Newly featured statistics include the top references cited within, the top articles citing that paper, and the number of similar articles based on keywords and topics. These new features are great for authors as content creators, researchers as users, as well as publishers for understanding the popularity and context of research they publish.
We publish from across the whole spectrum of research: Science, Technology, Engineering, Humanities, Mathematics, Social Sciences. Every piece of research deserves an equal chance to be published, irrespective of its field.
We also don’t discriminate based on the type of research. Original research, small-scale studies, opinion pieces, “negative” or null findings, review articles, data and software articles, case reports, and replication studies. We publish it all.
At ScienceOpen, we believe that the Journal Impact Factor (JIF) is a particularly poor way of measuring the impact of scholarly publishing. Furthermore, we think that it is a highly misleading metric for research assessment despite its widespread [mis-]use for this, and we strongly encourage researchers to adhere to the principles of DORA and the Leiden Manifesto.
This is why for our primary publication, ScienceOpen Research, we do not obtain or report the JIF. We provide article-level metrics and a range of other article aspects that provide and enhance the context of each article, and extend this to all 25 million research articles on our platform.
A simple proposal for the publication of journal citation distributions (link)
How can academia kick its addiction to the impact factor (link)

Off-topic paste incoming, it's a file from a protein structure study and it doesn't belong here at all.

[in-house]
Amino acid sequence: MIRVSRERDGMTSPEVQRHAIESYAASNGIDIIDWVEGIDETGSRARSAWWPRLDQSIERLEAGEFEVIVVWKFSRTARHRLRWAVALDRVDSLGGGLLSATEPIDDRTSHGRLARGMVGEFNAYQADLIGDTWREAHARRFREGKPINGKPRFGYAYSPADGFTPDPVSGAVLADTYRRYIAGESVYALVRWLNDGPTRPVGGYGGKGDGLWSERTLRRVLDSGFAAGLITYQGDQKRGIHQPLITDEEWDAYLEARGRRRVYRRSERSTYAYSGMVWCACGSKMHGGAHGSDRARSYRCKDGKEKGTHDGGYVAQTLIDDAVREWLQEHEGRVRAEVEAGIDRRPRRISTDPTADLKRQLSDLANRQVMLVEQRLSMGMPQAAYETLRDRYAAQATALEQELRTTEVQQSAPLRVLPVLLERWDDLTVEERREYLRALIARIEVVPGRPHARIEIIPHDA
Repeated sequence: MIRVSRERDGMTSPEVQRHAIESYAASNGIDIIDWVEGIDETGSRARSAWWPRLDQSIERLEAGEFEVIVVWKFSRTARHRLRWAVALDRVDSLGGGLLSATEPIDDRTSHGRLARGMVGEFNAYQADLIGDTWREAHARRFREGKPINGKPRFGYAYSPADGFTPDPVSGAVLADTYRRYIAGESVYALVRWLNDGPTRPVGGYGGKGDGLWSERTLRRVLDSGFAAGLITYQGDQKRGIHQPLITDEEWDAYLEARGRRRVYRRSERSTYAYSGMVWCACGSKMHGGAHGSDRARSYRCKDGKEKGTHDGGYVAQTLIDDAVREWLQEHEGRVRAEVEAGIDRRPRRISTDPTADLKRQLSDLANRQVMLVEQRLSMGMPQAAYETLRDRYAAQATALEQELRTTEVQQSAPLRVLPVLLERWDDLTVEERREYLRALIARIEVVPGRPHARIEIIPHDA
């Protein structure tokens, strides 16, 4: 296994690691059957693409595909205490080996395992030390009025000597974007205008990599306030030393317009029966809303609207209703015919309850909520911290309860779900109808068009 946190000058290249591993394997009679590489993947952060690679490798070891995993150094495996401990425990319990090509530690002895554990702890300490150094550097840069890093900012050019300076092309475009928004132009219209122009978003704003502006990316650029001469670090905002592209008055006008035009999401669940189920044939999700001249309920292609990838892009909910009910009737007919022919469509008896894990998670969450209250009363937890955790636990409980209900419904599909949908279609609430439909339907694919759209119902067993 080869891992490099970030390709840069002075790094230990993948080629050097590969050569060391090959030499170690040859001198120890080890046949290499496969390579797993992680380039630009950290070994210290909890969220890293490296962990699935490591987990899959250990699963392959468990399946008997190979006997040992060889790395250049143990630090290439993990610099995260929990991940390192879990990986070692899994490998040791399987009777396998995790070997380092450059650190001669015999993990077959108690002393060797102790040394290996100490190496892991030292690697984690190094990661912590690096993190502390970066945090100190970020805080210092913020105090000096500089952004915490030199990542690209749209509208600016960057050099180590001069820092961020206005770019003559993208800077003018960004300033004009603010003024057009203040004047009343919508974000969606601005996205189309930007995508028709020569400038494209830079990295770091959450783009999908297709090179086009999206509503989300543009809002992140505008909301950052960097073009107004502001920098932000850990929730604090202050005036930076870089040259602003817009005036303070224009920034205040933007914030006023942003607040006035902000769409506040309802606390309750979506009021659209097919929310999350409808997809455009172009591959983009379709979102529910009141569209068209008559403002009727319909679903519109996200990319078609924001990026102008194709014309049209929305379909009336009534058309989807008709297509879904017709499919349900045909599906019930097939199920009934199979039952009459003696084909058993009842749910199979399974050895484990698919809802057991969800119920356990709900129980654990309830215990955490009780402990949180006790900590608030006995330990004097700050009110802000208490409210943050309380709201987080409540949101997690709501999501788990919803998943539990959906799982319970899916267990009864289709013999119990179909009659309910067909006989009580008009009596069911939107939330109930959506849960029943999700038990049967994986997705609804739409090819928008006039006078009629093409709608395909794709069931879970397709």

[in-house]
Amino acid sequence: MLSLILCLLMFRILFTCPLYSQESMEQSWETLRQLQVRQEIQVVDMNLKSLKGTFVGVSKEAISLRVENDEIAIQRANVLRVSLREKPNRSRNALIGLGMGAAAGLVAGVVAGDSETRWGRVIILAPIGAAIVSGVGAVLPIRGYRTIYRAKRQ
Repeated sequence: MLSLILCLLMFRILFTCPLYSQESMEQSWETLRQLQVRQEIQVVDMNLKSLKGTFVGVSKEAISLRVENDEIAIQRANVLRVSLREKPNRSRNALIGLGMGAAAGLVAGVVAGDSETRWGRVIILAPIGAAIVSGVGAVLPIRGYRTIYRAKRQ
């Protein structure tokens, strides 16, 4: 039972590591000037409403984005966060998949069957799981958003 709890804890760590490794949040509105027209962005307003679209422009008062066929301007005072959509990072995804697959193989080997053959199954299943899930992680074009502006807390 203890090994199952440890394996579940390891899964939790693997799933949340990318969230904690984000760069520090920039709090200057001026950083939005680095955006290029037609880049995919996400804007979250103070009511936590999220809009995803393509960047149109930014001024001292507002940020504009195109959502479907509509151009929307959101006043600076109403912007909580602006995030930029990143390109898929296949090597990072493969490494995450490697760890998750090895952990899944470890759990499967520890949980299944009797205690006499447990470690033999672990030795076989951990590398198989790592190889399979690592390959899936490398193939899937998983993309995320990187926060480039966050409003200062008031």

Free to publish Open Access journals offer an incredible service to the research community and broader public, with editors often working long hours with no compensation. We want to recognise this effort and reward it with free indexing on our platform!
More visibility for your journal
Journals indexed on ScienceOpen:
Reach new audiences and maximize your readership
Drive more usage to your journals
Upload your content to a unique search/discovery and communication platform
Open up the context of your content
What do we need from you?
An application form can be found here. Fill it out, and submit to our team. Simple!
On the last day of every month, we will select and announce the winners via social media, and begin the next cycle! Out of the applicants, we will select up to 10 journals per month for free indexing, and the best application will get a free featuredjournal collection too! All others will roll over into the next month.
At ScienceOpen, we’re constantly upgrading our platform to provide the best possible user interaction experience. We get feedback from the research community all the time, and try to adapt to best meet their needs.
So today, we’re happy to announce two neat little features in our latest updates.
Firstly, all Open Access articles now have a cute little symbol next to them, making it even easier for you to discover open content. This shows up on all of our Open Access content across nearly 14 million article records now. Making open content stand out is a great way to encourage others to adopt open practices, as well as help people see which content they can re-use most easily.